Pottery provides the best archaeological evidence for the movements of the Greeks and the distribution of their trade around the Mediterranean and Black Sea basins. Central and northern Italian Etruscan cemeteries are particularly informative as their tombs have yielded thousands of Greek vases. It is difficult to estimate what percentage of these vases were bought to serve as grave gifts; some may have been purchased initially for use in Etruscan homes. Because relatively few Etruscan manufactured goods turn up in Greek sites, it is widely assumed that Etruria traded lump iron, lead and bronze in exchange for Greek pottery and other finished commodities. Corinth dominated the pottery export trade up to the mid 6th century BC By around 525 BC Athens had established a monopoly in luxury wares with Attic Black Figure pottery and in time effectively drove Corinthian and all other regional styles from the marketplace. Attic Red Figure appeared around 530 BC and effectively replaced Black Figure by 480 BC. Trade, (Univ. Penn.)

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Precious Oils and Cosmetics in the ancient Greek World

Greek perfumes and cosmetics have long since evaporated or turned to dust, leaving behind only written references to their importance and the containers that once held them. From Homer's day forward, precious oils, perfumes, cosmetic powders, eye shadows, skin glosses and paints, beauty unguents, and even hair dyes seem to have been in near universal use. Export and sale of these items formed an important part of trade around the Mediterranean. During the 8th and 7th centuries BC, overseas markets were dominated by Corinthian, Rhodian and East Greek perfume flasks and cosmetic containers, including aryballoi, alabastra, pyxides and other small specialized shapes. Cosmetic unguents were imported into Greece in containers carved from the Red Sea Tridacna shell. In the 6th and 5th centuries, with the export market taken over by Attic products, toilet oil was dispensed in flasks called lekythoi. The pelike was used to store scented oils or perfumes in bulk. In the Classical period perfumes continued to be shipped abroad, probably in bulk containers, and then retailed in terracotta aryballoi and alabastra. Cored glass vessels began to make their appearance at the same time, in shapes adapted from terracotta containers. Trade, (Univ. Penn.)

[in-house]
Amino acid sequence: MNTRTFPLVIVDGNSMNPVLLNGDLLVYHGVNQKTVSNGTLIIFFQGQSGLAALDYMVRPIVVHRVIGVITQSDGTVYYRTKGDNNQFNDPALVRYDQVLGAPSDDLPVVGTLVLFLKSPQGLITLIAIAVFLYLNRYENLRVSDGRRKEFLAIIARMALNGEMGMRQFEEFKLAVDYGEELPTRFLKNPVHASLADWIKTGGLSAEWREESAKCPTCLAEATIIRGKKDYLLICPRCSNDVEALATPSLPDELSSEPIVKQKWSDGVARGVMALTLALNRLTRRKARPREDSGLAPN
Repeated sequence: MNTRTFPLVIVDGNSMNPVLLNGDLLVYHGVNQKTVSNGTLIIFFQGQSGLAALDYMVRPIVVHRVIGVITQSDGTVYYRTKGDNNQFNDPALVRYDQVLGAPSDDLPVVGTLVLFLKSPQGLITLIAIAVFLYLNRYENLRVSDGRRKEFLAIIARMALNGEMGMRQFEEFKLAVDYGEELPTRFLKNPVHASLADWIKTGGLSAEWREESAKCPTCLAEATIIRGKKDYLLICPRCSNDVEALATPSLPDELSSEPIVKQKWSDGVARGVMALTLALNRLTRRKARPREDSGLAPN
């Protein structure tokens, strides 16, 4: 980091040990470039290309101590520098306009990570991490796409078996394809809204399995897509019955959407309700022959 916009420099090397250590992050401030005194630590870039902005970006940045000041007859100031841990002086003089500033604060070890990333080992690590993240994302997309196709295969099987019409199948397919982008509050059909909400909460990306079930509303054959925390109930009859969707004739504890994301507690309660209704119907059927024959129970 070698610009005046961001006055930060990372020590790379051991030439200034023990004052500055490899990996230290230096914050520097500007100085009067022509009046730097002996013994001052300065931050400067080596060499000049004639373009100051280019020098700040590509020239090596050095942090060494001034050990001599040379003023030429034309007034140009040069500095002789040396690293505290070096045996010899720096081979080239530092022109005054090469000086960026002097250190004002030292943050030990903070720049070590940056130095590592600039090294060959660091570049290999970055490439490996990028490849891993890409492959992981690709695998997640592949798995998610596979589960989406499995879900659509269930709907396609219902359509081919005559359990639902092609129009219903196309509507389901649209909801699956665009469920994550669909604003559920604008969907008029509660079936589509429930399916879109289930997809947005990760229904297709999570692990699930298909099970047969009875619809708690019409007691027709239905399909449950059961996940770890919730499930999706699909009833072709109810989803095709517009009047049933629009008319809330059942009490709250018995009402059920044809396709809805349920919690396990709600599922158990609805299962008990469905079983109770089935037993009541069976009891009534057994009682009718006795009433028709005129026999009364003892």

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Greek Pottery and its Archaeological Importance

The classical archaeologist relies to a great extent on pottery as important evidence for reconstructing Greek life. In the study of all ceramic&endash;making cultures, pottery is used as a chronological indicator because pottery shapes and decoration change over time. The association of these changes with other cultural phenomena or, in the case of the ancient Greeks, with specific datable events allows the archaeologist to build a chronological framework of a culture. Greek pottery also provides important documentation for many aspects of ancient Greek life through painted scenes, especially on Attic Black and Red Figure vessels. A large number of these scenes illustrate the myths and legends of the ancient Greeks. Through these we find an ancient interpretation of the stories and a picture of how the ancient Greeks viewed their deities. (Univ. Penn.)

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The Muses from Greek Mythology

The Muses are the Greek goddesses who preside over the arts and sciences and inspire those who excel at these pursuits.

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Myths & Legends

Quite exhaustive Myths and Mythology

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Alexander the Great ...his first ever web site.

Alexander was born in 356 BC in Macedonia, the area around present day Thessaloniki in northern Greece. Though the Macedonians might have considered themselves part of the Greek cultural world, the other Greeks might have viewed them as half-barbarians. Alexander`s father, King Philip, was an energetic ruler who had started a systematic policy of expanding his kingdom. Philip`s main conquest was that of the Greek mainland, after his victory at Chaeronea in 338 BC. Alexander, still in his teens, commanded the Macedonian cavalry during this battle... [People in History] [Tools and Searches]

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Battle of Syme, 411 B.C

Peloponnesian War. In January 411 an unspecified number of Spartan ships defeated a squadron of Athenian vessels off the island of Syme in the south-eastern Aegean. Thucydides is the only source for this battle, apart from two possible allusions in Aristophanes. [Greece Ancient War Links]

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The History of the Peloponnesian War

By Thucydides Written 431 B.C. Translated by Richard Crawley [Greece Ancient War Links]

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The Peloponnesian War